Back to basics: September 2010
By Mark van der Feyst
The most difficult part of rescuing an unconscious victim from a building is to get him from the floor up to the window sill for extraction. Getting the victim to the window is a physically demanding job and causes considerable firefighter fatigue.
By Mark van der Feyst
|Photo 1: Instructor Anthony Petruzzi from the Pittsburgh Bureau of Fire demonstrates the correct positioning of the victim by collapsing the victim’s legs and moving him close to the wall. |
|Photo 2: The victim’s wrists are secured and his upper body is resting on the firefighter’s legs. |
|Photo 3: The interior firefighter starts to lift the victim to the window. |
|Photo 4: Instructors Dave Mack and Tim Llewellyn position the victim against the wall.|
|Photo 5: The interior firefighters lift the victim up to rest him on their knees.|
|Photo 6: The victim is ready for extraction. |
PHOTOS BY MARK VAN DER FEYST
The most difficult part of rescuing an unconscious victim from a building is to get him from the floor up to the window sill for extraction. Getting the victim to the window is a physically demanding job and causes considerable firefighter fatigue. Factors such as size and weight of the victim, the strength of the firefighter(s), floor surface conditions, type of clothing on the victim, heat conditions and distance from location of the victim to the window can complicate the rescue. We will explore these factors in more detail in the November issue. Here, we will focus on removing the victim from the structure.
There are two ways to get an unconscious victim out of a building – a single-firefighter method and a two-firefighter method. Both techniques require familiarity, and whichever one you choose should be practised on the training ground before it is employed it in a real situation.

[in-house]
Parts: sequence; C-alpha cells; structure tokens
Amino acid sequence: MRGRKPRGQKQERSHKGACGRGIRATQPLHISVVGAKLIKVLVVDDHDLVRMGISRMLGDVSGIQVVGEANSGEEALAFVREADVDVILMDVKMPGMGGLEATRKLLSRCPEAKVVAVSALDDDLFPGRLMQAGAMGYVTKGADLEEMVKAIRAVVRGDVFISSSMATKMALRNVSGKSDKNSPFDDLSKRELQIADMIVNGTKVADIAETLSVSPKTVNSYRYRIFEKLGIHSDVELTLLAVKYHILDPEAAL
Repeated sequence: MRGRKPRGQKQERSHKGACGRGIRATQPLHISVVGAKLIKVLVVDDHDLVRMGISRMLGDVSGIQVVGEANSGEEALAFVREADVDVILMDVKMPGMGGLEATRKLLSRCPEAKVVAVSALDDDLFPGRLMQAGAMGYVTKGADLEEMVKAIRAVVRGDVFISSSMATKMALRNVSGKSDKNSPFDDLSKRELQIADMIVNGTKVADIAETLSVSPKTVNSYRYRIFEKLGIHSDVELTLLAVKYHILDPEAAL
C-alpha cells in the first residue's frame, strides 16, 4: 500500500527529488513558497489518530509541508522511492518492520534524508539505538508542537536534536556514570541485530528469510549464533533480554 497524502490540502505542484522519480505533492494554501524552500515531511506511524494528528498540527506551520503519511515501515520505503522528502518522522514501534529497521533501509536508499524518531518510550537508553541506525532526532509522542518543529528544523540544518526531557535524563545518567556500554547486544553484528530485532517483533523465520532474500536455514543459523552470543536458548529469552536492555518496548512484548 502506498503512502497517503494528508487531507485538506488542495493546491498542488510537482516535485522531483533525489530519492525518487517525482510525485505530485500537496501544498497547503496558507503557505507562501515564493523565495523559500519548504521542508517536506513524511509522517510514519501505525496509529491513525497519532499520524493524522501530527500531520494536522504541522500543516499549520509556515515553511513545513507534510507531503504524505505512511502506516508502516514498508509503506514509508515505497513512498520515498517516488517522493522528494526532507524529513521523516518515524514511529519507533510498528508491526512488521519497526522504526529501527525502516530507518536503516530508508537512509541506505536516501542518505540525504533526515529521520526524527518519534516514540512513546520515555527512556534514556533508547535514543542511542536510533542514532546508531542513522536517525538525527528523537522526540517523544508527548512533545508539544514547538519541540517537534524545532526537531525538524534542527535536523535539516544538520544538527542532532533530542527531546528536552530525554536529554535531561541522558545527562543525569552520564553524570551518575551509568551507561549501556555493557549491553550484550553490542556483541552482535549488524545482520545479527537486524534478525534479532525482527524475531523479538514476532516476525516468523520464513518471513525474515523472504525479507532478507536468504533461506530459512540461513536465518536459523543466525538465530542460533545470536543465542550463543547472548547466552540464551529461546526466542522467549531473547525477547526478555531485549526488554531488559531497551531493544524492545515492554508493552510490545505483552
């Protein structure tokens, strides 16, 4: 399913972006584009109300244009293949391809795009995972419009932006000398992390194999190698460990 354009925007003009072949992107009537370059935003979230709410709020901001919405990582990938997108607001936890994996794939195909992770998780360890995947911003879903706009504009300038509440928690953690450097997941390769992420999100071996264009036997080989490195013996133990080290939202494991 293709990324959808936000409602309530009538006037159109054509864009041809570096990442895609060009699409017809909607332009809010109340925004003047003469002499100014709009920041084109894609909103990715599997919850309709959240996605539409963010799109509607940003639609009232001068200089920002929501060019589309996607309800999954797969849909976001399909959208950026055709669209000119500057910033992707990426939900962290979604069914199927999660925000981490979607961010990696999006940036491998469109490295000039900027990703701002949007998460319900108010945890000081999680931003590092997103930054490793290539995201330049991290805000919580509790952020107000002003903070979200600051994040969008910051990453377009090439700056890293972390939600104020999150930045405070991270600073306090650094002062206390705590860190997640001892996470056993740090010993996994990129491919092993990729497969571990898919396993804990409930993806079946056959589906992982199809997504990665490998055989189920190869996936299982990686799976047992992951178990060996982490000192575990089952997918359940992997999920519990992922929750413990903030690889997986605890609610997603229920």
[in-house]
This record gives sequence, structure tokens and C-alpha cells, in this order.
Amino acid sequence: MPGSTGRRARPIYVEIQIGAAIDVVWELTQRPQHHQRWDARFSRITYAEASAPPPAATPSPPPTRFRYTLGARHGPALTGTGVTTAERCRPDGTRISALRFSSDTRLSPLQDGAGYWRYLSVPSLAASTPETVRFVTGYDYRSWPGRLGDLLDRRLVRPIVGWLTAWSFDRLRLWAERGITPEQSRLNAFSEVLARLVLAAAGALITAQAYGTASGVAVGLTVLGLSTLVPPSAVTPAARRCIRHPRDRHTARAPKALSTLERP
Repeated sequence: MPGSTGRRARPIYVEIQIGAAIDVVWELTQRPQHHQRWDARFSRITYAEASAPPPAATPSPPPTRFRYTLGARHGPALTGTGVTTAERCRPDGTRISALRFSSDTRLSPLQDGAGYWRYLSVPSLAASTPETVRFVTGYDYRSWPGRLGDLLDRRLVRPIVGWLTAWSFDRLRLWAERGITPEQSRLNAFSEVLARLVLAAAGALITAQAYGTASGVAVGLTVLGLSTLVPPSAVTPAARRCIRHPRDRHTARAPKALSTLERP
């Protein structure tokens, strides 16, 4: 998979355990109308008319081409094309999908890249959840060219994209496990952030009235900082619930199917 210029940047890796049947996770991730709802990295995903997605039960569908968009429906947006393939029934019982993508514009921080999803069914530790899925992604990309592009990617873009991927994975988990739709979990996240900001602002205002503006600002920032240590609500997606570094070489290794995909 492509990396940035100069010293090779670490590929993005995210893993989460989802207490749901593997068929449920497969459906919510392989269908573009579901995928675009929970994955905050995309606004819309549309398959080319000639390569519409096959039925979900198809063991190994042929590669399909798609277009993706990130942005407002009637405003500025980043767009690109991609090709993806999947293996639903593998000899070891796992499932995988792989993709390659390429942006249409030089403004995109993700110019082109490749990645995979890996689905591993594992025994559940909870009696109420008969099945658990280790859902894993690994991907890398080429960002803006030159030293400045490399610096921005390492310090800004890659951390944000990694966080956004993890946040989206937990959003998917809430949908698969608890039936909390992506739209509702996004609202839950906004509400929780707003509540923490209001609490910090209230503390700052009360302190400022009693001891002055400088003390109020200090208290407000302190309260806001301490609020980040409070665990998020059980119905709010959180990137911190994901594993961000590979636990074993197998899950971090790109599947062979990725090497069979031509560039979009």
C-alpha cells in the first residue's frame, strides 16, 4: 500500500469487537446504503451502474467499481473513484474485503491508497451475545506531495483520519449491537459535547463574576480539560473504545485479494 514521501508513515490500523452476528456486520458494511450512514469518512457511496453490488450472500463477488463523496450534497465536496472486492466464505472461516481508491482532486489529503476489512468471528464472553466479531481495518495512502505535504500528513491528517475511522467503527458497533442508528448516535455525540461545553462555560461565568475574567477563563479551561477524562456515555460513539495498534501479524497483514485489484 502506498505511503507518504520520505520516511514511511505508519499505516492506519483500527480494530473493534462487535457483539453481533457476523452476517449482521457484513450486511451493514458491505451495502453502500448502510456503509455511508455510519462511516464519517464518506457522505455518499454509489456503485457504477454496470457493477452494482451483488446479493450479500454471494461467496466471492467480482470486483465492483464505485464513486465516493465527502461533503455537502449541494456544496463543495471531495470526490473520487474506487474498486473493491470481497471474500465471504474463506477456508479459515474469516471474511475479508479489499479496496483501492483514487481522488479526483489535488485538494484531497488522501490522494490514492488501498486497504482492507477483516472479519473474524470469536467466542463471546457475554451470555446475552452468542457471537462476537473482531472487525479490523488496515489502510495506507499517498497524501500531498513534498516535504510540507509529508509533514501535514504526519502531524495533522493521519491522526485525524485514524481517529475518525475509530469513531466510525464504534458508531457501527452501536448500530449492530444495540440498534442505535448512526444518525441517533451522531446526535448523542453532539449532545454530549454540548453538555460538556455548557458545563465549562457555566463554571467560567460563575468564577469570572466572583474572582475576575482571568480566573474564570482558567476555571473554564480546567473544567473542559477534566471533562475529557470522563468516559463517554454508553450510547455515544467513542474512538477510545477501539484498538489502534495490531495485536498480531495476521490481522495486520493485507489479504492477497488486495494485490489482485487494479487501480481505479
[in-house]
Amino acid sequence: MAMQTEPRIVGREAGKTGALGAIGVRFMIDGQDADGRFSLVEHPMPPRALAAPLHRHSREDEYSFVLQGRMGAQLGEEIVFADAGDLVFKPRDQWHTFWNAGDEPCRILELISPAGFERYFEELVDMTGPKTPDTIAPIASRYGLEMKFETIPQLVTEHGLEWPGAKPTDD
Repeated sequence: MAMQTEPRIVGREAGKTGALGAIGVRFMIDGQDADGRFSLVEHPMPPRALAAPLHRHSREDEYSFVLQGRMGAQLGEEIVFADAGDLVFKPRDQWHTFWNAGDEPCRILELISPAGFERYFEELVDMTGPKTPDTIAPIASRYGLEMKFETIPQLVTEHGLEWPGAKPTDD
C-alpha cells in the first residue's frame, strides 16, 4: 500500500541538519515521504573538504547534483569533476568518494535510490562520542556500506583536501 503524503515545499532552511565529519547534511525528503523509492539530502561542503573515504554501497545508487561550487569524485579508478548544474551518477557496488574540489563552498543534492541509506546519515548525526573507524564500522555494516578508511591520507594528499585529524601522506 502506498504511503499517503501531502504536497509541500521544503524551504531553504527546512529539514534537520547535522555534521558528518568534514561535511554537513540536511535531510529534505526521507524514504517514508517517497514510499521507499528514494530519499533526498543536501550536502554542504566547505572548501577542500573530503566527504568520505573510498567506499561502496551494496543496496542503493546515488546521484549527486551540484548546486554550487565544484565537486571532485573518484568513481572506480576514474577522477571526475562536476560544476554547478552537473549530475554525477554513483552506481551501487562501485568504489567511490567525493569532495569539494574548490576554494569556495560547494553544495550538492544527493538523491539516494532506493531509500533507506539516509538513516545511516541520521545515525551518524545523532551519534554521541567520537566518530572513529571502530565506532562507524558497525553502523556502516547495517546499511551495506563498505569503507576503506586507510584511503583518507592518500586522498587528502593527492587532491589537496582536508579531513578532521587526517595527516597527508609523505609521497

In the single-firefighter method, two firefighters search for the victim inside the building and bring him to the window. One firefighter remains in the building, lifting or positioning the victom at the windowsill. The other firefighter leaves the building, and gets on the ladder at the window, ready to receive the victim and bring him down to the ground. In photo 1, a firefighter positions a victim for extraction. This photo shows a fixed facility that has anchor bars just inside the window at the ground. For this training exercise, two blue gym mats were used to bring the wall out beyond the anchor bars. The wall is an important part of the single-firefighter method as it helps in the positioning and lifting of the victim. The interior firefighter has positioned the victim with his legs toward the window. The aim is to bring the victim as close to the window as possible to reduce the travel distance. This is accomplished by collapsing the victim’s legs, as shown in photo 1. This provides a pivot point for the victim’s body against the wall.
The interior firefighter then positions himself behind the victim and starts to raise the victim’s upper body by reaching underneath his armpits and grabbing the victim’s wrists. The firefighter then secures the victim’s wrists to ensure that he does not lose contact with the victim, as shown in photo 2. This also helps the interior firefighter with the lifting process.